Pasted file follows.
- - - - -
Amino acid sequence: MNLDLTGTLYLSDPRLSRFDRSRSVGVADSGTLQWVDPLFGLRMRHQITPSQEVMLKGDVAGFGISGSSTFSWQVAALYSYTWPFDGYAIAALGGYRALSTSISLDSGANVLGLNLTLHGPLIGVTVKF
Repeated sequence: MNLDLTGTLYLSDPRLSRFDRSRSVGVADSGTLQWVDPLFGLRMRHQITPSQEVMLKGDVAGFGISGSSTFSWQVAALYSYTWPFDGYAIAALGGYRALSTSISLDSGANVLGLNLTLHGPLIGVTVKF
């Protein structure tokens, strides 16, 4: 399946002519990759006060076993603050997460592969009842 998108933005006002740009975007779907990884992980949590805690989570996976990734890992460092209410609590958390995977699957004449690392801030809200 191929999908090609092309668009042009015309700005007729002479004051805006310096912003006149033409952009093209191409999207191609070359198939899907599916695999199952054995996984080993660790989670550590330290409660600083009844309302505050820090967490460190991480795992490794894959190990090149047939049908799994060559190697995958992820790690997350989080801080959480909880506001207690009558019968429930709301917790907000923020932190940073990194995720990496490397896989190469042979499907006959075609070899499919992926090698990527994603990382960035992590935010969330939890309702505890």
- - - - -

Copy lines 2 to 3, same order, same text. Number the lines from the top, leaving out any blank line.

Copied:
Repeated sequence: MNLDLTGTLYLSDPRLSRFDRSRSVGVADSGTLQWVDPLFGLRMRHQITPSQEVMLKGDVAGFGISGSSTFSWQVAALYSYTWPFDGYAIAALGGYRALSTSISLDSGANVLGLNLTLHGPLIGVTVKF
């Protein structure tokens, strides 16, 4: 399946002519990759006060076993603050997460592969009842 998108933005006002740009975007779907990884992980949590805690989570996976990734890992460092209410609590958390995977699957004449690392801030809200 191929999908090609092309668009042009015309700005007729002479004051805006310096912003006149033409952009093209191409999207191609070359198939899907599916695999199952054995996984080993660790989670550590330290409660600083009844309302505050820090967490460190991480795992490794894959190990090149047939049908799994060559190697995958992820790690997350989080801080959480909880506001207690009558019968429930709301917790907000923020932190940073990194995720990496490397896989190469042979499907006959075609070899499919992926090698990527994603990382960035992590935010969330939890309702505890």